||he Relic is the first book in a huge series of novels starring FBI agent Pendergast. It takes place in the Natural History
Museum in New York city, which is an incredibly vast structure; multiple buildings strung together to cover a city block. The part of the museum open to the public is only a subset of the entire building.
Beneath the museum are abandoned and forgotten tunnels. There are rooms and warehouses full of collected treasures sent back from world-spanning research that no one has had time to catalogue.
The Museum of Natural History is about to open a major exhibit on superstition. Museum workers set up displays from all around the world, including a frightening clawed figurine that was sent back
from an expedition to South America. Soon after the crates from the South American exhibition are opened, some horrific bloody murders take place inside the museum. In these killings, the victims are not merely murdered, but they
are practically shredded and dismembered, with blood everywhere. It appears that their skulls were punched open and their hypothalamus stolen. No human could possibly do this much damage to another, yet clearly something inexplicable and frightening is going
on in the musuem.
Despite the murders, the directors of the museum feel that they cannot postpone the opening of the exhibit. There is too much money and stake. I confess, I found this implausible. Multiple people have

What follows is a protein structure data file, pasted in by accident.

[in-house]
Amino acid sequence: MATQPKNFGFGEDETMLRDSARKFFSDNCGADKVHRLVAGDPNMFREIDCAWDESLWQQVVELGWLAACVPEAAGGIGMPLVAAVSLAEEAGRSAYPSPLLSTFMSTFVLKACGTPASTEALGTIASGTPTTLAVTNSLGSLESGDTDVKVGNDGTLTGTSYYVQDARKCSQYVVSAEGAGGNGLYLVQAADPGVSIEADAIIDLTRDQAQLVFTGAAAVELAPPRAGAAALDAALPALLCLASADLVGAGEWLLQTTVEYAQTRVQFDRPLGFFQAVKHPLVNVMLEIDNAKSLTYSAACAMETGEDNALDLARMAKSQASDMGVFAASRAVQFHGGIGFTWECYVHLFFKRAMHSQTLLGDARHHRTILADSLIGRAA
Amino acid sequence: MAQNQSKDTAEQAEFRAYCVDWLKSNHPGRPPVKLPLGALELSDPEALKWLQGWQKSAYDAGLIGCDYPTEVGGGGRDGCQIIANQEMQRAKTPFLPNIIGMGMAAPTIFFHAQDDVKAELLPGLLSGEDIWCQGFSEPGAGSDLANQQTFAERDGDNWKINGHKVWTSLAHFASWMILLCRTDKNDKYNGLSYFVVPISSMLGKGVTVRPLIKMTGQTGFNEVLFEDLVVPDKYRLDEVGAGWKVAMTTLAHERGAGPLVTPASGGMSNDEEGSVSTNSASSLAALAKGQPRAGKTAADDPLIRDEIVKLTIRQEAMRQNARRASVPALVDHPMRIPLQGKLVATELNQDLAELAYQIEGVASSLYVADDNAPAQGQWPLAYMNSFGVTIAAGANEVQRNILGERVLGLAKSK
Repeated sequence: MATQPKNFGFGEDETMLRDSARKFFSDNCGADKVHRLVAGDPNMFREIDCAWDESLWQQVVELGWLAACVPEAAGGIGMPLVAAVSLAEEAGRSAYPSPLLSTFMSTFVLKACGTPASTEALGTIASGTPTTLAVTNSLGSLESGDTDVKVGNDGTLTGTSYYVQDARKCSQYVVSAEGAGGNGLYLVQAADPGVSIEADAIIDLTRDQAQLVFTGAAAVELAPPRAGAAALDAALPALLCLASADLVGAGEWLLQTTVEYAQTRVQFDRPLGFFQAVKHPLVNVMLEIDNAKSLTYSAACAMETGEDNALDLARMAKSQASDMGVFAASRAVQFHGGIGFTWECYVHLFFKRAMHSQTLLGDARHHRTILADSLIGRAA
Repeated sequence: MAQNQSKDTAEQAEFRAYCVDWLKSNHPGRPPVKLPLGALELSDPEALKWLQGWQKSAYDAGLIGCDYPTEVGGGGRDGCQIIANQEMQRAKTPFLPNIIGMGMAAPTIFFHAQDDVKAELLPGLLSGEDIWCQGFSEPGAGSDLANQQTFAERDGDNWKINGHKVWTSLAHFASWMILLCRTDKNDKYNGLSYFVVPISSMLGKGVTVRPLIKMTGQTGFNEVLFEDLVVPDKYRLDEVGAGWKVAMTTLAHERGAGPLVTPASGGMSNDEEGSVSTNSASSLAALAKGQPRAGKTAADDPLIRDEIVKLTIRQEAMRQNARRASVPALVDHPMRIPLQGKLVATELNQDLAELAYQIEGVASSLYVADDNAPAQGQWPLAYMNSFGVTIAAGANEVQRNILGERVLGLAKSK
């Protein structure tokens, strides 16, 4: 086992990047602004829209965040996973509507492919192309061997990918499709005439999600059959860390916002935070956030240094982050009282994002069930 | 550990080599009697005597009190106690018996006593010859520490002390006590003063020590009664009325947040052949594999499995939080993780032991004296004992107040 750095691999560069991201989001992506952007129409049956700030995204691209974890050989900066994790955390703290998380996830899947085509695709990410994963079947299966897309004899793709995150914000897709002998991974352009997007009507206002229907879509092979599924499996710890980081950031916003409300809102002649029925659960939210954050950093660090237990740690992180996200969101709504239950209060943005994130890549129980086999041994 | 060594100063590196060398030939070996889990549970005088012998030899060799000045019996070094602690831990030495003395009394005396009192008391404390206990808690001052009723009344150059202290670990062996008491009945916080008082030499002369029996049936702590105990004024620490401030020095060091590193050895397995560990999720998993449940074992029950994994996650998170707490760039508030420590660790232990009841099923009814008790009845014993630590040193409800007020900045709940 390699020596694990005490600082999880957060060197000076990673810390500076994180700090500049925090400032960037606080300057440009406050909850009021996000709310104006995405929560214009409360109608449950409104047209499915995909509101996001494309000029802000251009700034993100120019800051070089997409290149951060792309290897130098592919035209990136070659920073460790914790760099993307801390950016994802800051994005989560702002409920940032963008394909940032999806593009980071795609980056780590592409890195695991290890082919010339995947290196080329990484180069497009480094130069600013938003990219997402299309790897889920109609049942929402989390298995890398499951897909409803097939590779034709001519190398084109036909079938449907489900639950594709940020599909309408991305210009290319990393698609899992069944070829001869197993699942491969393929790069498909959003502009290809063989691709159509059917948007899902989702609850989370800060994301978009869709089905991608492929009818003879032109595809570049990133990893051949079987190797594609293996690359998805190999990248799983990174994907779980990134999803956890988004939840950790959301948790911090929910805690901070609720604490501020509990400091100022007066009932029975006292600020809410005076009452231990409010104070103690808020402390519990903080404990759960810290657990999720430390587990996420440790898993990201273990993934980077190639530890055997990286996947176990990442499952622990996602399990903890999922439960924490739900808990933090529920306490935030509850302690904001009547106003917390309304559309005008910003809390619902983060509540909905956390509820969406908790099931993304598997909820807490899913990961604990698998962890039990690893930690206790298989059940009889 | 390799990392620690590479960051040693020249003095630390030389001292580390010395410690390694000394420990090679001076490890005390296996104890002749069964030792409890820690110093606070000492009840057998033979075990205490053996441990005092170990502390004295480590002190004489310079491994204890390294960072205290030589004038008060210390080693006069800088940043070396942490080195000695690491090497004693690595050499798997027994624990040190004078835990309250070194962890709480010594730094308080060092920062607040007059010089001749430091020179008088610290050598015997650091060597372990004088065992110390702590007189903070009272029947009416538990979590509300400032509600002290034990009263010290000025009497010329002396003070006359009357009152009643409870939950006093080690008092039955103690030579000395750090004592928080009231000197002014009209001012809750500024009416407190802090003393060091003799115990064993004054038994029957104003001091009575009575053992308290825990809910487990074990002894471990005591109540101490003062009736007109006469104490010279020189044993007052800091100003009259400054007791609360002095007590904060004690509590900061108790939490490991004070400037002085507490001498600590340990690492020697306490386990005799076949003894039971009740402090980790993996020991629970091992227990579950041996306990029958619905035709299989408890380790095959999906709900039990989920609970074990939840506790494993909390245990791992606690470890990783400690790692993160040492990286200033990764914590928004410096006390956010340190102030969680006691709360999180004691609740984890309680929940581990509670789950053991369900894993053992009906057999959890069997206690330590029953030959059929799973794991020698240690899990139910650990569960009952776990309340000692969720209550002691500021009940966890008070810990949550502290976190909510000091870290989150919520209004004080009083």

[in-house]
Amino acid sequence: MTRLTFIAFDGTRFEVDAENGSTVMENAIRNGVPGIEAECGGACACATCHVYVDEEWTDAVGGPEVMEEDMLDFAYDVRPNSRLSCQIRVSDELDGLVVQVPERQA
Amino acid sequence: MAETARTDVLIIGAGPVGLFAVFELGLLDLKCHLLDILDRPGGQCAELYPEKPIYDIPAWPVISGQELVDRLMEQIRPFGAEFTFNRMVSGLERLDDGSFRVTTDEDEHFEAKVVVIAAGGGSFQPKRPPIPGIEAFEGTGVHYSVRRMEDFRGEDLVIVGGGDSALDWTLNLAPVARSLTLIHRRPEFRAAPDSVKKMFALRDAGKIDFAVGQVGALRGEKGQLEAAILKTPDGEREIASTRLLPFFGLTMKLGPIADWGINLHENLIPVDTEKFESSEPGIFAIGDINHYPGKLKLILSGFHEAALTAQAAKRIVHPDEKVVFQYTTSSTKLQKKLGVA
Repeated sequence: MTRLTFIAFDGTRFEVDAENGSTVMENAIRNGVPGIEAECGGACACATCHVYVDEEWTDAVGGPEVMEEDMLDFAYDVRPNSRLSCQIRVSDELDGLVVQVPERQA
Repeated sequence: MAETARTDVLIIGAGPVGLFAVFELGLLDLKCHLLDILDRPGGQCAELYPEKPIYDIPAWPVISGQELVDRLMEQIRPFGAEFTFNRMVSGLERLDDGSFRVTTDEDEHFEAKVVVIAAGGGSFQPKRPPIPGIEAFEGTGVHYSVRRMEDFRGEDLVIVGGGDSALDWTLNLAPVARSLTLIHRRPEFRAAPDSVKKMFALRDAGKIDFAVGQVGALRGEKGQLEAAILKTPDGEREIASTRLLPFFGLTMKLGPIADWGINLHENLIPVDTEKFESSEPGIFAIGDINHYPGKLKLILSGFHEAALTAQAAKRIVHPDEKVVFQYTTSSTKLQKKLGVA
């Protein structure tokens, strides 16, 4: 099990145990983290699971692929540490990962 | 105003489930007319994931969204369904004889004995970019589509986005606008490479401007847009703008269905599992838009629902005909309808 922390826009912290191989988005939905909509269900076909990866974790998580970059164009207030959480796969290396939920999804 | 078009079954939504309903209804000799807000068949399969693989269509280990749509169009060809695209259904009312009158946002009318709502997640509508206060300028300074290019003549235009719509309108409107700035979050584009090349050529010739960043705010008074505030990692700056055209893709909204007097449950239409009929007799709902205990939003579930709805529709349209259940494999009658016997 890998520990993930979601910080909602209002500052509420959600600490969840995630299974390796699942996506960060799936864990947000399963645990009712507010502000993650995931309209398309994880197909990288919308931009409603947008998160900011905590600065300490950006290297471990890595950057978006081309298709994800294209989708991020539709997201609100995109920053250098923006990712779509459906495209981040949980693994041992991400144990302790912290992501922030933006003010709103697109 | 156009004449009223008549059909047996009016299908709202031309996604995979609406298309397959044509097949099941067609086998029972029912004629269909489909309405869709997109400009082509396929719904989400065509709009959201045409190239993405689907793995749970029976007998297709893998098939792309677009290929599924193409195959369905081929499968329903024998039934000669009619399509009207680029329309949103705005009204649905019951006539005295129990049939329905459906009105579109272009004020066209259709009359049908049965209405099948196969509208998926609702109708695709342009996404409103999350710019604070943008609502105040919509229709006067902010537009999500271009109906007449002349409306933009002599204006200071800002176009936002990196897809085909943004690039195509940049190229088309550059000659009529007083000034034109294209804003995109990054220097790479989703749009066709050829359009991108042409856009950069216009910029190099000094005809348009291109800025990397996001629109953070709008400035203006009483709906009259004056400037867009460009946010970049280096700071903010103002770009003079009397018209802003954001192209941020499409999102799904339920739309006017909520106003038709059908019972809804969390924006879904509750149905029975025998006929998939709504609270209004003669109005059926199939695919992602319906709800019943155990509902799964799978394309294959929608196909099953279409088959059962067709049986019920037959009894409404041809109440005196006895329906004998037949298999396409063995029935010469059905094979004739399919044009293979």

been torn apart on the museum grounds, and yet the directors are worried about money?
Agent Pendergast arrives on the scene to investigate. Pendergast is brilliant, witty, insightful. He can quote Shakespeare. He is a crack shot. Pendergast teams up with Lieutenant D'Agosta to investigate.
He meets pretty researcher Margo Green. But the clues don't add up (DNA from the crime scene seems to indicate a mix of gecko and human genes, so obviously the sample was contaminated), and the opening of the exhibition gets closer.
I didn't like the characterization in this novel. All persons in a position of authority are selfish, corrupt, and of course they are wrong. But they don't listen to Pendergast's advice (don't open the exhibition)
and of course things go badly. The heroes are pretty much flawless, I was not worried that any of them would get killed off.
I did not find The Relic to be tremendously suspenseful. It was interesting enough to read, and I can see how the setting and plot might make a good movie (and apparently this book was made into a movie in 1997, though
for some reason it is set in Chicago instead of New York). I thought that the cleverest idea in the novel actually appeared in the Epilogue - I don't know if this will be enough motivation to read the sequel, Reliquary. There are at least
20 Pendergast novels, I am not sure that I am intrigued enough to try reading more of them.